SOC 395: Independent Study provides the most engaged and inquisitive majors with the opportunity to pursue sociological topics of interest in more depth by designing your own course, creating your own syllabus, and working independently with a supervising faculty mentor. Everything is customized to fit your plan for mastery of the proposed subject, even the number of credit hours.
Regular credit exclusions and limitations apply for sociology majors.
Refine the independent study idea.
Research books and articles about the selected topic and brainstorm potential writing assignments. A prospective faculty or graduate student mentor who sees that a student has already taken this initiative will be more likely to feel comfortable investing the time to supervise the study.
Identify a faculty or graduate student mentor willing to supervise your study.
Begin consulting with the prospective mentor the semester before the proposed independent study in order to develop a carefully structured and intellectually viable course of study. Supervising an independent study requires a great deal of the supervisor's time and effort, so you must be similarly committed to the project. Independent study is intended for students and faculty who have common sociological interests and, ideally, who already know each other. You must demonstrate engagement and focus before a mentor will agree to supervise your study. Sending mass emails to department faculty or graduate students asking for study supervision is strongly discouraged and is very likely to be unsuccessful.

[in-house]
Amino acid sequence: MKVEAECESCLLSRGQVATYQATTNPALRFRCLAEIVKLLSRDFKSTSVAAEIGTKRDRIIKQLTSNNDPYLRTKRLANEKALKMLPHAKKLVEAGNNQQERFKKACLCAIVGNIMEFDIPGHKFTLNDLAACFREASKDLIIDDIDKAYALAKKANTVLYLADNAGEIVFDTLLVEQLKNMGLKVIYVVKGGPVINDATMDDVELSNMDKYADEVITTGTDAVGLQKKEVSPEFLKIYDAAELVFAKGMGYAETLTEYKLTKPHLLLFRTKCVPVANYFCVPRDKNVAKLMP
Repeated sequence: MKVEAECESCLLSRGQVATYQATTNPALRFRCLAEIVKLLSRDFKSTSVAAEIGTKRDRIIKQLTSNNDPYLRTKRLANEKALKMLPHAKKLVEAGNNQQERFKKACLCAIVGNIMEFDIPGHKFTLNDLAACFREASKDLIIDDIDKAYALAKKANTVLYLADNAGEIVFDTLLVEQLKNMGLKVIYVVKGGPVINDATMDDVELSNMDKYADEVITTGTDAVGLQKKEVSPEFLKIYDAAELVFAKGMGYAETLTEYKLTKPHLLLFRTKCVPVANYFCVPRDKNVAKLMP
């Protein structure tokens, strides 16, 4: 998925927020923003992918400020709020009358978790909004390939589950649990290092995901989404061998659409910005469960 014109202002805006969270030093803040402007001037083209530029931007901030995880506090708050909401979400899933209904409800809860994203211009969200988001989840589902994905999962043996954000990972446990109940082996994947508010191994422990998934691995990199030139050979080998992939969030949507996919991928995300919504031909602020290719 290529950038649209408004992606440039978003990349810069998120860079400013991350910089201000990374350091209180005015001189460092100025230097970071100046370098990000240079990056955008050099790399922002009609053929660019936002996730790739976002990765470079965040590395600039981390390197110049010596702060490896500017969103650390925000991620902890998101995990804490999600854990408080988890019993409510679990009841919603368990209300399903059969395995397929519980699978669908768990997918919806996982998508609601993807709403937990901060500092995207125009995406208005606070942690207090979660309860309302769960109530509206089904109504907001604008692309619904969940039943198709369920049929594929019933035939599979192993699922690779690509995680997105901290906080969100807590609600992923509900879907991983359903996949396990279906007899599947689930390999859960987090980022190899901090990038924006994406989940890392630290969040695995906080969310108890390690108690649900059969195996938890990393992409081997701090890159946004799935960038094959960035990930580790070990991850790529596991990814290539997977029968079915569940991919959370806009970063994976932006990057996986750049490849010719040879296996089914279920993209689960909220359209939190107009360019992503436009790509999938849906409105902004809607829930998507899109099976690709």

Students intending to apply for independent study credit must have completed at least an introductory and a 300 level sociology course and be in residence (i.e. on the Ann Arbor campus) during the semester proposed for the study.
Credit Hour Guidelines
In a full semester, one academic credit hour requires ten pages of writing, three articles, and one book. (One book is considered the equivalent of five articles.) Using this standard, for three credit hours of independent study, the student should expect to write the equivalent of 30 pages (e.g. three 10-page papers or two 15-page ones), and read no less than the equivalent of three books plus nine articles. Double all of the above numbers for independent studies occurring during the half-term. The specific amount of reading and writing is up to the discretion of the supervising faculty member.
Regular credit exclusions and limitations apply for sociology concentrators.
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